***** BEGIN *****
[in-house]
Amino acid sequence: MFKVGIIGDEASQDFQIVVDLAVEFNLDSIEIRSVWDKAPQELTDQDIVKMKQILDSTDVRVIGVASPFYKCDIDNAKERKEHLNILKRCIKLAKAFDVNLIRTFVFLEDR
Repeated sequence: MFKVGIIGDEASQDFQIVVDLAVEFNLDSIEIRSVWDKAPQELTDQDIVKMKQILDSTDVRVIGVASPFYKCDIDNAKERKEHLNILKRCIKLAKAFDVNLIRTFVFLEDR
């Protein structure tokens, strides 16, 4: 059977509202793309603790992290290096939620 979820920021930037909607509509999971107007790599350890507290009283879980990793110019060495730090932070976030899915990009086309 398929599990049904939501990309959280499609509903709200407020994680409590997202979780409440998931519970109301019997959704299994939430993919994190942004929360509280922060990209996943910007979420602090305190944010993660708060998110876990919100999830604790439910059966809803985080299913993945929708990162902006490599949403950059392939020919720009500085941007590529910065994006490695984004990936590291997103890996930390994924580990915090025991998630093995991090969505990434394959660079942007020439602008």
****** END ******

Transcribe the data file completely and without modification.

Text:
[in-house]
Amino acid sequence: MFKVGIIGDEASQDFQIVVDLAVEFNLDSIEIRSVWDKAPQELTDQDIVKMKQILDSTDVRVIGVASPFYKCDIDNAKERKEHLNILKRCIKLAKAFDVNLIRTFVFLEDR
Repeated sequence: MFKVGIIGDEASQDFQIVVDLAVEFNLDSIEIRSVWDKAPQELTDQDIVKMKQILDSTDVRVIGVASPFYKCDIDNAKERKEHLNILKRCIKLAKAFDVNLIRTFVFLEDR
């Protein structure tokens, strides 16, 4: 059977509202793309603790992290290096939620 979820920021930037909607509509999971107007790599350890507290009283879980990793110019060495730090932070976030899915990009086309 398929599990049904939501990309959280499609509903709200407020994680409590997202979780409440998931519970109301019997959704299994939430993919994190942004929360509280922060990209996943910007979420602090305190944010993660708060998110876990919100999830604790439910059966809803985080299913993945929708990162902006490599949403950059392939020919720009500085941007590529910065994006490695984004990936590291997103890996930390994924580990915090025991998630093995991090969505990434394959660079942007020439602008």